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Diary of a head teacher Lysa Upham- East Bierley CE (VC) Primary School

What prompted you to become a

head teacher? Becoming a head teacher felt like the natural next step. I became a teacher because I wanted to make a difference; the move into leadership was to make a difference across a wider range of classes. Becoming a head teacher is about making a difference for every child. I knew it would be challenging but felt ready for the challenge and excited about the prospect of the role.

Why do you think health and wellbeing is becoming increasingly

important in schools? In primary we have always supported the health and wellbeing of children, they need to be ready to learn so it is essential we take into account their health and wellbeing. I think pastoral care in primary has always been a major part of a teacher’s role so it is good that this is finally acknowledged as important. Times have changed, society is different now and changing at a fast pace so we need to ensure children are supported through this and prepared for the next stage of their lives.

For staff, I think there has been a growing realisation that the job as it stands is just not a realistic prospect for people embarking on their career. The expectation of what a teacher (and indeed other staff in school) will do is enormous; add to that the fact that so many teachers want everything to be perfect so keep driving themselves on, then the situation is not sustainable.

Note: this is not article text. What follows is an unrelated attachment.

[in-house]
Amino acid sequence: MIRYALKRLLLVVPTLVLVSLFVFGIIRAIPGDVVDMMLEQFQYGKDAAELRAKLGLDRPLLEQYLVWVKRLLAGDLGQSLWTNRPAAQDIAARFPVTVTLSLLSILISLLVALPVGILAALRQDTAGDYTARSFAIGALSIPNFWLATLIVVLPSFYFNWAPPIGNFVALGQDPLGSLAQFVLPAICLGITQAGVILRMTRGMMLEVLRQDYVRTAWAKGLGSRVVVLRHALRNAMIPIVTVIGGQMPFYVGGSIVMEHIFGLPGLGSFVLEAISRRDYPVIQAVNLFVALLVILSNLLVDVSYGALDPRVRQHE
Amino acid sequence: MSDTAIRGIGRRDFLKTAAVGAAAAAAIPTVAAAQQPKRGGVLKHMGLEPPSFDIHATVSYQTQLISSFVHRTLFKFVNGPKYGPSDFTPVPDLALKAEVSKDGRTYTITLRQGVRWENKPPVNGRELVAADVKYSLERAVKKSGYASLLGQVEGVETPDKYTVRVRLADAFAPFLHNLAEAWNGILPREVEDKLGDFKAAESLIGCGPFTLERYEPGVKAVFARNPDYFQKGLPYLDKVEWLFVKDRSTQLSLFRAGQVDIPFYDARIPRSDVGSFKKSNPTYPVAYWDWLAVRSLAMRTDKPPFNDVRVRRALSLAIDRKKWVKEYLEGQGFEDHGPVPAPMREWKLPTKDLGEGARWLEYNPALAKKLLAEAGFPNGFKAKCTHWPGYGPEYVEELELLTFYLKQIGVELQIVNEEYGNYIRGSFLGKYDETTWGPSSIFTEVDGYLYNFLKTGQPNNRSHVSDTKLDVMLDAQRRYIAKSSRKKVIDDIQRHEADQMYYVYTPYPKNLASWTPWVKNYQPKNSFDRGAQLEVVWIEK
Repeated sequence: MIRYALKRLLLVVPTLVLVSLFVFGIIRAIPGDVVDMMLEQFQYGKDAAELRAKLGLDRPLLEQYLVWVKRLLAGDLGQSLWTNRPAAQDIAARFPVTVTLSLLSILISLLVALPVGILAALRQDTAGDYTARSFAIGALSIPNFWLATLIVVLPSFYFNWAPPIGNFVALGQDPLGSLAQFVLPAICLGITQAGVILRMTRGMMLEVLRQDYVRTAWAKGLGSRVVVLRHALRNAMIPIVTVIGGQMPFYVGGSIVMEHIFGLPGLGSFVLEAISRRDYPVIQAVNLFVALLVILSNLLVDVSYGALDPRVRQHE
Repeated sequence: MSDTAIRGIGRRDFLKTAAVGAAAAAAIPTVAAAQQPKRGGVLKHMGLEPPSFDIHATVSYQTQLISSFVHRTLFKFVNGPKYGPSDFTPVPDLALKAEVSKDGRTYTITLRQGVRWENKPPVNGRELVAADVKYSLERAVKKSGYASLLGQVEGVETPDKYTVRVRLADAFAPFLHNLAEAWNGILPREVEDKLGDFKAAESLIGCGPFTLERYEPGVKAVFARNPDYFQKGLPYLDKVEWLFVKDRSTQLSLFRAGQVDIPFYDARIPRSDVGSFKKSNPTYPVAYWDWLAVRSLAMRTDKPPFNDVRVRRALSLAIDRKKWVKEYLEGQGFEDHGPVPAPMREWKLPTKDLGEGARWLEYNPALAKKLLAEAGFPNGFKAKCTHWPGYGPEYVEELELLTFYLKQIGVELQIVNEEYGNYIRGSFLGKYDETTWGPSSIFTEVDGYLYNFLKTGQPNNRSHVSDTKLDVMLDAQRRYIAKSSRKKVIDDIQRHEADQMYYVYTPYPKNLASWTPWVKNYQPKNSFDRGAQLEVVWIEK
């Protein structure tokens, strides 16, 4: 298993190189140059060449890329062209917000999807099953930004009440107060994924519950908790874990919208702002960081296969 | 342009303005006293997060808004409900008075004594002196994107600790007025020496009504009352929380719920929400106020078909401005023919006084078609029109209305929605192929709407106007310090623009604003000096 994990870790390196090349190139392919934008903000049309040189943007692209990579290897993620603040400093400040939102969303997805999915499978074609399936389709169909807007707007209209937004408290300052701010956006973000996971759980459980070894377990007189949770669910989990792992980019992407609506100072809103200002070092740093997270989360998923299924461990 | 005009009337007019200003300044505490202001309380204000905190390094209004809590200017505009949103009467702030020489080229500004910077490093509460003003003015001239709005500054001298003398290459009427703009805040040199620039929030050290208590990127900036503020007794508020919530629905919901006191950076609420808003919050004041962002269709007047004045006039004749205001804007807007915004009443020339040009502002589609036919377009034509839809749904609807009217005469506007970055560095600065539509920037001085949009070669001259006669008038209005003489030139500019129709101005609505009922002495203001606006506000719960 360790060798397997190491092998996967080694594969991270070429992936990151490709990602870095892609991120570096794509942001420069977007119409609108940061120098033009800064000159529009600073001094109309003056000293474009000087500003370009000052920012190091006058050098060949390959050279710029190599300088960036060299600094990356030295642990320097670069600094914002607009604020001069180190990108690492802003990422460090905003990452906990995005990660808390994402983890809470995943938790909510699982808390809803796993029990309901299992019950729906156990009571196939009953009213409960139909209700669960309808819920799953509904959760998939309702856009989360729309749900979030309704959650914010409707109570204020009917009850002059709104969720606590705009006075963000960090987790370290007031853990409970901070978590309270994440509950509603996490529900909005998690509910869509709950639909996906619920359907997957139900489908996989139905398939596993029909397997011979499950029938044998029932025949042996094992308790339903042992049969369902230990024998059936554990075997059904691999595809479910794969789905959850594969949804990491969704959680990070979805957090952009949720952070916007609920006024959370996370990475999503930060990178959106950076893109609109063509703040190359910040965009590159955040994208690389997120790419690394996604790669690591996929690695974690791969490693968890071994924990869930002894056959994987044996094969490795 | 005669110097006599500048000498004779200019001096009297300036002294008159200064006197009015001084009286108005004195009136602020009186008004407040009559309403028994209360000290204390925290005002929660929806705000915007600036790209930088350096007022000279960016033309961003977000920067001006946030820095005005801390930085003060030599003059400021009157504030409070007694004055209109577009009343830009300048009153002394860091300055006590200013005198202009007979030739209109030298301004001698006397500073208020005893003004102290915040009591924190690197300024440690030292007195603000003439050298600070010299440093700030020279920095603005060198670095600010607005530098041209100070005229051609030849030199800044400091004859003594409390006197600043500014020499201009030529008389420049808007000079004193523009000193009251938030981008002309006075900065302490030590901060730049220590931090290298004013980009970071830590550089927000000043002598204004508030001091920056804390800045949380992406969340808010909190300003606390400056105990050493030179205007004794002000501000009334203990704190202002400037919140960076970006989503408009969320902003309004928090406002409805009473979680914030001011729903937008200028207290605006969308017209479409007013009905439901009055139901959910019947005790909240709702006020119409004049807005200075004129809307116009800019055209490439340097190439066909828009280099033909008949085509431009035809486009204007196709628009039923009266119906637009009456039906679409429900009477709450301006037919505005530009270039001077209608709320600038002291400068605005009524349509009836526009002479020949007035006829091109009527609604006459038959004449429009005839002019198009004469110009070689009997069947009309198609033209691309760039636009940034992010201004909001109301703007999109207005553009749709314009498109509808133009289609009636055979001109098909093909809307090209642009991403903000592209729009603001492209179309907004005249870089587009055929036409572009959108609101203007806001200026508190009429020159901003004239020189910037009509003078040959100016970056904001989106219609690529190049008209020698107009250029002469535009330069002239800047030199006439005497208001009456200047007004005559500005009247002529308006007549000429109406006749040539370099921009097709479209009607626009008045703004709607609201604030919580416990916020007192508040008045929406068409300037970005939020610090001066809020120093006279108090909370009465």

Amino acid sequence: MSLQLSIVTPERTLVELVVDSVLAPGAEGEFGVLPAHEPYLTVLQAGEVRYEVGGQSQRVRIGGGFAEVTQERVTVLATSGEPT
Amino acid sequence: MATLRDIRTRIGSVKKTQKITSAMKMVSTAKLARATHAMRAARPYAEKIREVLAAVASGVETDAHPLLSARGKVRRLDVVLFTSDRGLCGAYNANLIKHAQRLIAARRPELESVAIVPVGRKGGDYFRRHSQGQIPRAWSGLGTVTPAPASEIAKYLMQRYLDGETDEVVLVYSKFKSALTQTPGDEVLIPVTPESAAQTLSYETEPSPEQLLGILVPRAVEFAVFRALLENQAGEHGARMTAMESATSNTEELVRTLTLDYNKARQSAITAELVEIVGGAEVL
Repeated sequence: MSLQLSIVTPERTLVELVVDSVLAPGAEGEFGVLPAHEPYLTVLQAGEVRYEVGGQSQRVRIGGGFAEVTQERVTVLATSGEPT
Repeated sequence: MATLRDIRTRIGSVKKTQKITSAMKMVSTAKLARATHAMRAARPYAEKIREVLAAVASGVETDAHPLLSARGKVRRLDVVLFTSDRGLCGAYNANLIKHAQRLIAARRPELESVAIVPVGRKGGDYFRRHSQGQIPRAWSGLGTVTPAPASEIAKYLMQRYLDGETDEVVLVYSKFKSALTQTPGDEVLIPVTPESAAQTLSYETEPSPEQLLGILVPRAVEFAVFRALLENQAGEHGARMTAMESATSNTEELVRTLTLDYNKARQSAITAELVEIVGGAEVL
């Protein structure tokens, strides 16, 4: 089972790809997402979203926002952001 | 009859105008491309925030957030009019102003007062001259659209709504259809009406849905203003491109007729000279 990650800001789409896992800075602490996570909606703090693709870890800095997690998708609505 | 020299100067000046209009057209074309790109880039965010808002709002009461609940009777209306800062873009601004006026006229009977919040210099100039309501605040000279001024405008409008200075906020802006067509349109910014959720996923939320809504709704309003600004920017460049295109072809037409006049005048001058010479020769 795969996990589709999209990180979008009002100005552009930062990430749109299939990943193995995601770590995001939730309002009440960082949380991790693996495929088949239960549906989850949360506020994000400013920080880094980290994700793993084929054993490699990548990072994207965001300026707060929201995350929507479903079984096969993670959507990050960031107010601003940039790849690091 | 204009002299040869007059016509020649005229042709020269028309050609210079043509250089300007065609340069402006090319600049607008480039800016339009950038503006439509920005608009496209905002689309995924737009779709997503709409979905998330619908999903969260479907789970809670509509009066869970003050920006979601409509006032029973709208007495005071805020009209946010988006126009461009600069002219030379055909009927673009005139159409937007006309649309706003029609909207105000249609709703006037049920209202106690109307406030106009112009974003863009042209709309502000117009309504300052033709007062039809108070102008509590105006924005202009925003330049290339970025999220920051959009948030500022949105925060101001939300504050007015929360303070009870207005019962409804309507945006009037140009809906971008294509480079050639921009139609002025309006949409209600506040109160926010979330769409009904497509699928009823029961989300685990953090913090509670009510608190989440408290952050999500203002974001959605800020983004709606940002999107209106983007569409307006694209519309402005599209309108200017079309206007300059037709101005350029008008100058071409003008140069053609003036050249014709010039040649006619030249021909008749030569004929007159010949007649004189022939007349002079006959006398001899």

What do you do in your school to support the health and wellbeing of your pupils and how has this

benefitted them? We work with children as individuals in order to address their needs – this can be through time with people in school or working with outside agencies including counsellors and psychologists. Obviously, our relationship with parents is crucial in supporting our children. We know our children well and can work with them individually or in small groups.

Creating safe places to take risks and develop resilience is key. Children understand they can succeed but that initial failure to succeed is merely a step along the way. Providing every child with the opportunity to succeed and be celebrated, reducing the pressure is essential. We do this through our broad curriculum – afternoons specifically focussed on art skills or providing sporting opportunities and wide-ranging musical events. This provides all children with the chance to excel and reduces the pressure to achieve highly in the core subjects.

How do you support the health and wellbeing of the teachers in

Supporting staff is essential and possibly the most challenging aspect – we are after all, our own worst enemy when it comes to our own health and wellbeing.

your school? Supporting staff is essential and possibly the most challenging aspect – we are after all, our own worst enemy when it comes to our own health and wellbeing. We have to look out for each other – be there to lean on, hold up, cry on and most definitely laugh with. A staff room which is a safe haven and a place everyone can be open and honest. A place that is welcoming to all! It is about knowing staff – many conversations are about them and life outside school, not just work related.

We have worked hard as a team to support each other and reduce workload, to help manage wellbeing. Using elements of the curriculum, to have weeks that require minimal planning and no marking but are still beneficial – we use these when we have parent meetings and round assessment points. Providing time out of class to enable support for others – covered by the head (including planning and marking). Having weeks with no staff meeting but time to do what you need to do. Not having to stay in school for PPA time and having additional PPA time when possible.

Having an open door policy if staff want to talk, providing treats in the staff room – not always chocolate related, and letting people know they are truly appreciated.


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